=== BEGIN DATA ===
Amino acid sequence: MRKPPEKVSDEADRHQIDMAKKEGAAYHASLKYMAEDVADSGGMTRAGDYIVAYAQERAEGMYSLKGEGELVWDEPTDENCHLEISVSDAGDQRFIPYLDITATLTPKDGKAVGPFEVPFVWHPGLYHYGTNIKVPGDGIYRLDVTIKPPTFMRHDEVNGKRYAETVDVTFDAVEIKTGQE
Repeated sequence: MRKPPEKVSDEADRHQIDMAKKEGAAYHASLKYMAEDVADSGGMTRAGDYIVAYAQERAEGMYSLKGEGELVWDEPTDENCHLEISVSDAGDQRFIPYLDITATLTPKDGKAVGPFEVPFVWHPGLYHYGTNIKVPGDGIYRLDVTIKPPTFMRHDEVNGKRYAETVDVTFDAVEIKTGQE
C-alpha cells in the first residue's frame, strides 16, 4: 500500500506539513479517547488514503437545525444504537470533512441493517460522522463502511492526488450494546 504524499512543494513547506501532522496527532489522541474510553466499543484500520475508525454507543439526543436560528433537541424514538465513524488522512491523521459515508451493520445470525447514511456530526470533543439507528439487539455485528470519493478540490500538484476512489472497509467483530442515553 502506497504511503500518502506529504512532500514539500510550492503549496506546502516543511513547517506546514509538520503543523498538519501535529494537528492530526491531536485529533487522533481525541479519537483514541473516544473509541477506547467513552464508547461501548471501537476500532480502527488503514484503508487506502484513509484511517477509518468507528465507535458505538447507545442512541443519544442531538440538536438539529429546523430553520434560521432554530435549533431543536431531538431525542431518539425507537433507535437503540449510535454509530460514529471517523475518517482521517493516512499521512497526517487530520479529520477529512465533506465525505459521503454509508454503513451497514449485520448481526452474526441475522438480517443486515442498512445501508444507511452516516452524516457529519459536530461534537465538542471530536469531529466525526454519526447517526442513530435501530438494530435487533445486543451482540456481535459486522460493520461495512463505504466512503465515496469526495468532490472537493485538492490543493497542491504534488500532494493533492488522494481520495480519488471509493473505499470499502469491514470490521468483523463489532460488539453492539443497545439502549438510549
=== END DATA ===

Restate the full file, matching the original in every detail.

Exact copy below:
Amino acid sequence: MRKPPEKVSDEADRHQIDMAKKEGAAYHASLKYMAEDVADSGGMTRAGDYIVAYAQERAEGMYSLKGEGELVWDEPTDENCHLEISVSDAGDQRFIPYLDITATLTPKDGKAVGPFEVPFVWHPGLYHYGTNIKVPGDGIYRLDVTIKPPTFMRHDEVNGKRYAETVDVTFDAVEIKTGQE
Repeated sequence: MRKPPEKVSDEADRHQIDMAKKEGAAYHASLKYMAEDVADSGGMTRAGDYIVAYAQERAEGMYSLKGEGELVWDEPTDENCHLEISVSDAGDQRFIPYLDITATLTPKDGKAVGPFEVPFVWHPGLYHYGTNIKVPGDGIYRLDVTIKPPTFMRHDEVNGKRYAETVDVTFDAVEIKTGQE
C-alpha cells in the first residue's frame, strides 16, 4: 500500500506539513479517547488514503437545525444504537470533512441493517460522522463502511492526488450494546 504524499512543494513547506501532522496527532489522541474510553466499543484500520475508525454507543439526543436560528433537541424514538465513524488522512491523521459515508451493520445470525447514511456530526470533543439507528439487539455485528470519493478540490500538484476512489472497509467483530442515553 502506497504511503500518502506529504512532500514539500510550492503549496506546502516543511513547517506546514509538520503543523498538519501535529494537528492530526491531536485529533487522533481525541479519537483514541473516544473509541477506547467513552464508547461501548471501537476500532480502527488503514484503508487506502484513509484511517477509518468507528465507535458505538447507545442512541443519544442531538440538536438539529429546523430553520434560521432554530435549533431543536431531538431525542431518539425507537433507535437503540449510535454509530460514529471517523475518517482521517493516512499521512497526517487530520479529520477529512465533506465525505459521503454509508454503513451497514449485520448481526452474526441475522438480517443486515442498512445501508444507511452516516452524516457529519459536530461534537465538542471530536469531529466525526454519526447517526442513530435501530438494530435487533445486543451482540456481535459486522460493520461495512463505504466512503465515496469526495468532490472537493485538492490543493497542491504534488500532494493533492488522494481520495480519488471509493473505499470499502469491514470490521468483523463489532460488539453492539443497545439502549438510549